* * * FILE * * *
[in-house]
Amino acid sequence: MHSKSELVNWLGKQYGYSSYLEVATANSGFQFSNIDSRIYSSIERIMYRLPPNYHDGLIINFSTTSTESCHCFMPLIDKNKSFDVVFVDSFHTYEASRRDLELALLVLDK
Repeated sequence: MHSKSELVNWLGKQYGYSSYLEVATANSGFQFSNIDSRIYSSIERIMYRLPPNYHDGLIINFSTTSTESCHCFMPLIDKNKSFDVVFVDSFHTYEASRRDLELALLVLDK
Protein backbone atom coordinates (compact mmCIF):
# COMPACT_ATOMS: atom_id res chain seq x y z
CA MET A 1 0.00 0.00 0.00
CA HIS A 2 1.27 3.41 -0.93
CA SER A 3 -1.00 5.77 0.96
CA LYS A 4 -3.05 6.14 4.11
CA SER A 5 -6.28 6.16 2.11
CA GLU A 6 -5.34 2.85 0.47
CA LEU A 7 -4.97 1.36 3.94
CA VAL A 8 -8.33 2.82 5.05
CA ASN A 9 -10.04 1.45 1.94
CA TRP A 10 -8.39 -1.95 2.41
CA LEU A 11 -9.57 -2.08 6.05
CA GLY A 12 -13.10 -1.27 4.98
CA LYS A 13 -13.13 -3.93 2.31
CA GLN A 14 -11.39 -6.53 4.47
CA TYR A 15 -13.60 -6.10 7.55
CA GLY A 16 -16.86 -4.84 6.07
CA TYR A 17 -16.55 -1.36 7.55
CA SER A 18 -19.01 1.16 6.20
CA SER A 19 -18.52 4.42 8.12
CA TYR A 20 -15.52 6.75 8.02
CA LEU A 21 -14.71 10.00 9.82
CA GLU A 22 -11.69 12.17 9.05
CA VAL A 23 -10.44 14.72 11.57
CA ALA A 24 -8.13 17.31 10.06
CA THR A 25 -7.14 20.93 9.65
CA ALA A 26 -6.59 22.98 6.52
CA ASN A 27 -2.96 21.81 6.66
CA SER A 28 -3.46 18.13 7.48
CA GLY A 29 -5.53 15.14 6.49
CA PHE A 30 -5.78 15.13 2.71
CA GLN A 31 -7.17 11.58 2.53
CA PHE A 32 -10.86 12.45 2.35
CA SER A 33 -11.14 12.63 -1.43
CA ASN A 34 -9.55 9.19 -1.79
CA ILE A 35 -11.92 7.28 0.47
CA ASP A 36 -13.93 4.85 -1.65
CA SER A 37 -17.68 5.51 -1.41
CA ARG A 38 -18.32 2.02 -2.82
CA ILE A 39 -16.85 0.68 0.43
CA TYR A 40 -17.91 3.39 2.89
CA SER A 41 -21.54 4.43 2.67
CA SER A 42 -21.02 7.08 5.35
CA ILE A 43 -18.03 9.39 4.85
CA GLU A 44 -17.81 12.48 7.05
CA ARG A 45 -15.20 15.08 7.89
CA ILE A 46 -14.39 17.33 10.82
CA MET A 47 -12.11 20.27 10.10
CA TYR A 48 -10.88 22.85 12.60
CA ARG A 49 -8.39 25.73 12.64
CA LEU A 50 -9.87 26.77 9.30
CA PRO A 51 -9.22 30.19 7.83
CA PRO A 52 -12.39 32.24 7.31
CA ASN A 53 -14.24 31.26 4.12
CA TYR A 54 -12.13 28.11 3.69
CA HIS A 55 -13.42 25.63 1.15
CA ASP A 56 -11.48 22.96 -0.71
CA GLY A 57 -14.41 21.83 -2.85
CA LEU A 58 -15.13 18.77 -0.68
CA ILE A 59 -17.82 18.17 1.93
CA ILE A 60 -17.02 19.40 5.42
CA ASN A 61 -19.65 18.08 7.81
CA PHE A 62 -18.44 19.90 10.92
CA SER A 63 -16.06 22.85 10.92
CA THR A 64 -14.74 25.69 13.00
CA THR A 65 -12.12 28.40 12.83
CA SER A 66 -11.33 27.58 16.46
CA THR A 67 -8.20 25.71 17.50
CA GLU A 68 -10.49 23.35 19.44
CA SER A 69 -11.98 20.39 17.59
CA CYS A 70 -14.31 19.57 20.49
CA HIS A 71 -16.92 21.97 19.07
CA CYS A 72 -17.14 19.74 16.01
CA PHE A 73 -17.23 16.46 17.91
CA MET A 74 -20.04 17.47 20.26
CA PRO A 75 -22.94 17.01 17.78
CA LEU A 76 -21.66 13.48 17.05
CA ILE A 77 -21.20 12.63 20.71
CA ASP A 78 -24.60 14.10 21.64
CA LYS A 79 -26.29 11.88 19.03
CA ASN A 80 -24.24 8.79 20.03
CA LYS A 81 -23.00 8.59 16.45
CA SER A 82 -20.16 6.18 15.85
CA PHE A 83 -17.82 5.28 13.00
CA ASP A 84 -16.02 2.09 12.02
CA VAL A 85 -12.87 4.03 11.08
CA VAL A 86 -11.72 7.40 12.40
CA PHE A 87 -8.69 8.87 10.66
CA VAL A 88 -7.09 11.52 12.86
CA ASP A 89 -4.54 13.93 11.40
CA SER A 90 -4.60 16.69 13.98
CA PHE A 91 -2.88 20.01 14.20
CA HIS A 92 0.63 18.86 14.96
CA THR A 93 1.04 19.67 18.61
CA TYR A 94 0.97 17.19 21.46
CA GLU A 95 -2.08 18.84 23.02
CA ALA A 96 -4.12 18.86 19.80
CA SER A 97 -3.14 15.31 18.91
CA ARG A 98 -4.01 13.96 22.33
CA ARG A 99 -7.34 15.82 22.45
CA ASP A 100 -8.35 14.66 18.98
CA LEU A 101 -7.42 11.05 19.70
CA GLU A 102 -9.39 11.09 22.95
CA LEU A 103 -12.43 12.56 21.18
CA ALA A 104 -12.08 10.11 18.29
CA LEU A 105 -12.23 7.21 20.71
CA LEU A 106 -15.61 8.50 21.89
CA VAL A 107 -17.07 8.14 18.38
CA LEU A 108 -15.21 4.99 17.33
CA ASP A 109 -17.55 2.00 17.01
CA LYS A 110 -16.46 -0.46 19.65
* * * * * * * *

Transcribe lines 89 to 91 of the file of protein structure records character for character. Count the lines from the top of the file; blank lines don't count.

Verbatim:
CA ASP A 84 -16.02 2.09 12.02
CA VAL A 85 -12.87 4.03 11.08
CA VAL A 86 -11.72 7.40 12.40